Japanese fiscal reform: fiscal reconstruction and fiscal policy
This paper evaluates the recent movement of Japanese fiscal reform. We first summarize fiscal policy in 1990s. Then, we investigate several relevant topics of fiscal policy such as the macroeconomic impact of government debt and the ustainability problem. We then consider dynamic properties of fiscal reconstruction process by analyzing the dynamic game among various interest groups. This paper points out that the long-run structural reform is more important than the short-run Keynesian policy in Japan.
(This abstract was borrowed from another version of this item.)
If you experience problems downloading a file, check if you have the proper application to view it first. In case of further problems read the IDEAS help page. Note that these files are not on the IDEAS site. Please be patient as the files may be large.
As the access to this document is restricted, you may want to look for a different version under "Related research" (further below) or search for a different version of it.
References listed on IDEAS
Please report citation or reference errors to , or , if you are the registered author of the cited work, log in to your RePEc Author Service profile, click on "citations" and make appropriate adjustments.:
- Oluwole Owoye, 1995. "The causal relationship between taxes and expenditures in the G7 countries: cointegration and error-correction models," Applied Economics Letters, Taylor & Francis Journals, vol. 2(1), pages 19-22.
- Henning Bohn, 1998. "The Behavior Of U.S. Public Debt And Deficits," The Quarterly Journal of Economics, MIT Press, vol. 113(3), pages 949-963, August.
- Asako, Kazumi & Ito, Takatoshi & Sakamoto, Kazunori, 1991. "The rise and fall of deficit in Japan, 1965-1990," Journal of the Japanese and International Economies, Elsevier, vol. 5(4), pages 451-472, December.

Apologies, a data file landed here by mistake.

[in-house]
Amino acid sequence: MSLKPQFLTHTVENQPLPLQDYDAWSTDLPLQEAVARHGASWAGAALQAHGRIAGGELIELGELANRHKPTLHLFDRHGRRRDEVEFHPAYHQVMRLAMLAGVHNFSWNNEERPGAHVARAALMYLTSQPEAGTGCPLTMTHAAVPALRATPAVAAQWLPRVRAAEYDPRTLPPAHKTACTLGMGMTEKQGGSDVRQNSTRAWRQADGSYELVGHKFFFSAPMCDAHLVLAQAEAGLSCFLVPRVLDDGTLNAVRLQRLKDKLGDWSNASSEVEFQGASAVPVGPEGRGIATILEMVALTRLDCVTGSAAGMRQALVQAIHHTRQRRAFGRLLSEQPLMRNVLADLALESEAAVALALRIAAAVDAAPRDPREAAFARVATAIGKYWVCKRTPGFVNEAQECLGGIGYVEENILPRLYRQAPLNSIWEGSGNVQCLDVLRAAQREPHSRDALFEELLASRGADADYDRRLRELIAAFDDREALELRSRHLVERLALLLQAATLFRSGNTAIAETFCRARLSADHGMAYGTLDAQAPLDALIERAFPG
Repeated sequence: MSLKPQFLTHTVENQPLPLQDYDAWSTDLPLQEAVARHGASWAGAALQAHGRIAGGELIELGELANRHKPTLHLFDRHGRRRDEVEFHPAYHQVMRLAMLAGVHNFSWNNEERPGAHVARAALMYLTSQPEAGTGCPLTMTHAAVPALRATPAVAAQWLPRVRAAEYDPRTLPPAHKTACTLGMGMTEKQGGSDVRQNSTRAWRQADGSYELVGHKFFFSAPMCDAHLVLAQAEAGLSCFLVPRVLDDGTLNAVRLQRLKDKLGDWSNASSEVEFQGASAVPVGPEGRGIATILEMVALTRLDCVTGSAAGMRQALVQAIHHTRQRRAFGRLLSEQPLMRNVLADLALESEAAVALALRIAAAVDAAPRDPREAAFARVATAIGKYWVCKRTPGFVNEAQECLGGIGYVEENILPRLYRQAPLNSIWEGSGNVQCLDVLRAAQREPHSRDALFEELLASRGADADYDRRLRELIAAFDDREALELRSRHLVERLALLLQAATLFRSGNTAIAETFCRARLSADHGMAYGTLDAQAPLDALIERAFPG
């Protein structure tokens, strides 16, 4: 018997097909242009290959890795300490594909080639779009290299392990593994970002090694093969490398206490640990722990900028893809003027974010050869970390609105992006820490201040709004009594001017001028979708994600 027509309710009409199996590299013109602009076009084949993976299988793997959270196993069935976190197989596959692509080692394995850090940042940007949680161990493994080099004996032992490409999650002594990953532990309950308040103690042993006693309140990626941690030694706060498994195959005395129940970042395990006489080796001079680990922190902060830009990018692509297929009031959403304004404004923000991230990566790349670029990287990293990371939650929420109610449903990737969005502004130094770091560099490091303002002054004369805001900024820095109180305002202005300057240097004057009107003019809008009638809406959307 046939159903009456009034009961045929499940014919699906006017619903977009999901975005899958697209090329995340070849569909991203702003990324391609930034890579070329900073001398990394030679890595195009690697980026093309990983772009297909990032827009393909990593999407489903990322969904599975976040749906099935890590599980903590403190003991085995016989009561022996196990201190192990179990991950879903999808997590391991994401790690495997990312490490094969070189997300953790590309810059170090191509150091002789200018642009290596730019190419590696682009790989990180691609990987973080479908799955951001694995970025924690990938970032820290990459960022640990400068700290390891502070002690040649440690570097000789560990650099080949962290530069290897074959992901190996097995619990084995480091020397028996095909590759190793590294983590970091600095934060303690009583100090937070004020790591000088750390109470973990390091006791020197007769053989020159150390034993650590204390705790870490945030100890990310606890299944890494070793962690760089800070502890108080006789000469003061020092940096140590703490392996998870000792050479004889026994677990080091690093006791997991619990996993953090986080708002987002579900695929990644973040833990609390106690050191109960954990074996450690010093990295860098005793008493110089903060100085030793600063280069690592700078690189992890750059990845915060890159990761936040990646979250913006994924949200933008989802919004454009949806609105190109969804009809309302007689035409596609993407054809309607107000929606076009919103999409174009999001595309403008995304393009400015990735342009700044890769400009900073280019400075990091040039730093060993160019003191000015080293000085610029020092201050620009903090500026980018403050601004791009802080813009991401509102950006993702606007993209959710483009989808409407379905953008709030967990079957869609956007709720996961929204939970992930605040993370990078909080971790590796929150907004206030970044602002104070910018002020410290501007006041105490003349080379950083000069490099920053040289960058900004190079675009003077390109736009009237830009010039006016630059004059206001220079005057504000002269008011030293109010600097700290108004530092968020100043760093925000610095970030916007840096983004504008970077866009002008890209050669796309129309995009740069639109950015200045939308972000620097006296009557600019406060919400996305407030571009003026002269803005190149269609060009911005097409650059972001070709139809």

- Barro, Robert J., 1974.
"Are Government Bonds Net Wealth?,"
3451399, Harvard University Department of Economics.
- Andres Velasco, 1997. "A Model of Endogenous Fiscal Deficits and Delayed Fiscal Reforms," NBER Working Papers 6336, National Bureau of Economic Research, Inc.
- Becker, Gary S & Mulligan, Casey B, 2003.
"Deadweight Costs and the Size of Government,"
Journal of Law and Economics,
University of Chicago Press, vol. 46(2), pages 293-340, October.
- Gary S. Becker & Casey B. Mulligan, 1998. "Deadweight Costs and the Size of Government," NBER Working Papers 6789, National Bureau of Economic Research, Inc.
- Gary S. Becker & Casey B. Mulligan, 1998. "Deadweight Costs and the Size of Government," University of Chicago - George G. Stigler Center for Study of Economy and State 144, Chicago - Center for Study of Economy and State.
- Beveridge, Stephen & Nelson, Charles R., 1981. "A new approach to decomposition of economic time series into permanent and transitory components with particular attention to measurement of the `business cycle'," Journal of Monetary Economics, Elsevier, vol. 7(2), pages 151-174.
- Alesina, A. & Drazen, A., 1991.
"Why Are Stabilizations Delayed?,"
6-91, Tel Aviv - the Sackler Institute of Economic Studies.
- von Furstenberg, George M & Green, R Jeffrey & Jeong, Jin-Ho, 1986. "Tax and Spend, or Spend and Tax?," The Review of Economics and Statistics, MIT Press, vol. 68(2), pages 179-88, May.
- Pantula, Sastry G & Gonzalez-Farias, Graciela & Fuller, Wayne A, 1994. "A Comparison of Unit-Root Test Criteria," Journal of Business & Economic Statistics, American Statistical Association, vol. 12(4), pages 449-59, October.
- Toda, Hiro Y. & Yamamoto, Taku, 1995. "Statistical inference in vector autoregressions with possibly integrated processes," Journal of Econometrics, Elsevier, vol. 66(1-2), pages 225-250.
When requesting a correction, please mention this item's handle: RePEc:eee:japwor:v:13:y:2001:i:4:p:351-370. See general information about how to correct material in RePEc.
For technical questions regarding this item, or to correct its authors, title, abstract, bibliographic or download information, contact: (Zhang, Lei)
If you have authored this item and are not yet registered with RePEc, we encourage you to do it here. This allows to link your profile to this item. It also allows you to accept potential citations to this item that we are uncertain about.
If references are entirely missing, you can add them using this form.
If the full references list an item that is present in RePEc, but the system did not link to it, you can help with this form.
If you know of missing items citing this one, you can help us creating those links by adding the relevant references in the same way as above, for each refering item. If you are a registered author of this item, you may also want to check the "citations" tab in your profile, as there may be some citations waiting for confirmation.
Please note that corrections may take a couple of weeks to filter through the various RePEc services.